A year ago Florencia was a relatively happy and productive member of society – working as a literature teacher in Belgrano, writing for journals, travelling with friends. Now, aged 52, she spends her days in a squalid room, sleeping or pacing up and down without end. She doesn’t know when she last took her medication, nor the last time she ate.
No one knows what happened, or why it happened, but, according to her prescription, Florencia is suffering from acute psychosis. Unable to receive the treatment she requires, she is practically alone in the world; her 83-year-old father tries to keep her with him, but is overwhelmed by the responsibility, both moral and economic, and drained by her erratic behaviour.
The World Health Organisation (WHO) defines mental health as “a state of well-being in which every individual realises his or her own potential, can cope with the normal stresses of life, can work productively and fruitfully, and is able to make a contribution to her or his community. The WHO estimates that by 2020, mental illness will represent the greatest cause of disability in the world.
Argentine Ministry of Health statistics indicate that mental illness is behind 36% of all disabilities, and treatment for people like Florencia is evolving in accordance with recent changes in the national law. Nonetheless, as Florencia’s work leave runs out, her medical bills grow, and her choices for treatment dwindle. As this goes to print, she is currently in a private institution, wavering between a drug-induced sleep and consciousness, unaware of what will happen to her when she is no longer able to pay her insurance premiums.
The New Law of Mental Health
An estimated 20,000 individuals (.05% of Argentina’s population) are committed in mental health institutions; on average, 80% of these people will remain hospitalised for over a year, and many will remain there for life. According to the National Anti-Discrimination Institute (INADI) more than half of these patients will remain institutionalised due to loss of social ties, poverty, social/family abandonment, and/or the lack of adequate community devices for re-insertion.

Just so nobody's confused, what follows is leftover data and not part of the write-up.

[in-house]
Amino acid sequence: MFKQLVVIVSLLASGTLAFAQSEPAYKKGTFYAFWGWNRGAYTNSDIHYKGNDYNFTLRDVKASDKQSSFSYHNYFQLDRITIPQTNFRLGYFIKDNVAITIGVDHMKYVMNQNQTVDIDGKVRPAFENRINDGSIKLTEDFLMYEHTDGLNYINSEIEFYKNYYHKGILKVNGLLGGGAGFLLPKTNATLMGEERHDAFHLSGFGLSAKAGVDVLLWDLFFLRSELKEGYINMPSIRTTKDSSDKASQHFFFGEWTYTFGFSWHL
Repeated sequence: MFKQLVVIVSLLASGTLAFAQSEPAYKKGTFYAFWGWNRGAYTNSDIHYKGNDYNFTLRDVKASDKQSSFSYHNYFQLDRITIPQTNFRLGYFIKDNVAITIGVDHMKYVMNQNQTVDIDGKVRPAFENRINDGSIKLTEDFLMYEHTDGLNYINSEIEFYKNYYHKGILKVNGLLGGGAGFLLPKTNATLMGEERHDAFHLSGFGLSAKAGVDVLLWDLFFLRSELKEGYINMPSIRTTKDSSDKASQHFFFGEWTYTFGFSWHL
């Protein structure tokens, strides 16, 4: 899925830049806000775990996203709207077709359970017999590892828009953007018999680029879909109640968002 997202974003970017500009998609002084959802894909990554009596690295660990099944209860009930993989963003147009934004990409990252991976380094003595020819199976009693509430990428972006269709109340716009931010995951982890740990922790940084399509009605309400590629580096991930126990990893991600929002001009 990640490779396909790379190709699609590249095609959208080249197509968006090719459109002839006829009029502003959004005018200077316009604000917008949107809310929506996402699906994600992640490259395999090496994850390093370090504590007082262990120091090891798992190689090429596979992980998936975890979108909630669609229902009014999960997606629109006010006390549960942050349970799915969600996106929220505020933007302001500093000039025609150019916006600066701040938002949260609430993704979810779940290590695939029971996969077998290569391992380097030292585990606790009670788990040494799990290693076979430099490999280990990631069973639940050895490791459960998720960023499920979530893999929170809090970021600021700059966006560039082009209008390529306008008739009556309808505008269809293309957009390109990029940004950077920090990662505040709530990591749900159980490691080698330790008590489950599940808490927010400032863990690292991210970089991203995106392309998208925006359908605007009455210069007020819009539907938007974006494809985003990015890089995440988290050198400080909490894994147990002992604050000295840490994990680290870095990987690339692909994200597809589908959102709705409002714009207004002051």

After years of countless horrors committed against mental health patients – including physical and sexual abuse, negligence, unexplained deaths, and arbitrary punishment and isolation – a group of activists came together to bring to light the true status of mental health in Argentina. Through books, films, lawsuits, and manifestations, human rights organisations, legal groups, family members – and patients themselves – worked hard to raise social and political awareness as to the plight of mental health.
And a new law was drafted: the Mental Health Law # 26.657, sanctioned in December, 2010. In keeping with world developments for the rights and wellbeing of the mentally ill, the new law prohibits “the creation of new asylums”, restricts “involuntary institutionalisation”, and requires that an interdisciplinary group, which should include a human rights representative, participate in the internment process.
The new law also demands that 10% of the overall health budget be allocated to mental health. For the year 2013, this would mean the equivalent of $1.27bn, a much needed push in the right direction for this typically money deprived sector. Financing in mental health has been earmarked for economic subsidies for community organisations, financing for entrepreneurs in the area of social solidarity, community education projects, equipping of health centre networks and services, grants for individuals during the social and labour re-insertion process, as well as training for interdisciplinary teams working on a service network based in communities.
According to INADI, underpinning the new legislation is a paradigm shift in the recognition of mental health patients as “subjects with rights” and not “welfare objects”. Among other things, this, it is hoped, will help prevent a repeat of cases such as that of Matías, whose untimely death while in medical care around the time the new law was being debated in the Senate remains a mystery two years later.
Matías, 24, was originally interned for ‘impulse control’ but spent more than three years in the Hospital Borda, the largest psychiatric hospital in Buenos Aires. After spending a weekend with his family in October 2010, he returned to El Borda, but two days later was sent to a nearby hospital to be treated for “a fit of convulsions” occurring the same day as his transferral. Doctors at the general hospital noted that the young man at the time of hospitalisation was “unconscious, cyanotic [bluish skin], and feverish”. Dermatologists examining his skin found lesions: “type B burns of the type caused by electrocution.” Matías died two weeks later as a result of “septic shock and pneumonia”. Nothing in his clinical record in El Borda, which is missing entire folios, mentions an episode of ‘convulsions’, nor describes how the burns could have been acquired, nor documents his transferral to the general hospital.
De-institutionalisation – a Rationale
On the face of it, de-institutionalisation, or the gradual replacement of asylums with “alternative treatments”, appears to be a win-win situation, where government interests coincide with those of patients and society as a whole. Experience based practice (EBP) and empirically supported treatments (EST) worldwide have proven that a community-based model of mental health attention is more efficacious than the traditional asylum-based model, and additionally signifies that institutionalisation is “unnecessary” and should only be applied in “exceptional” situations.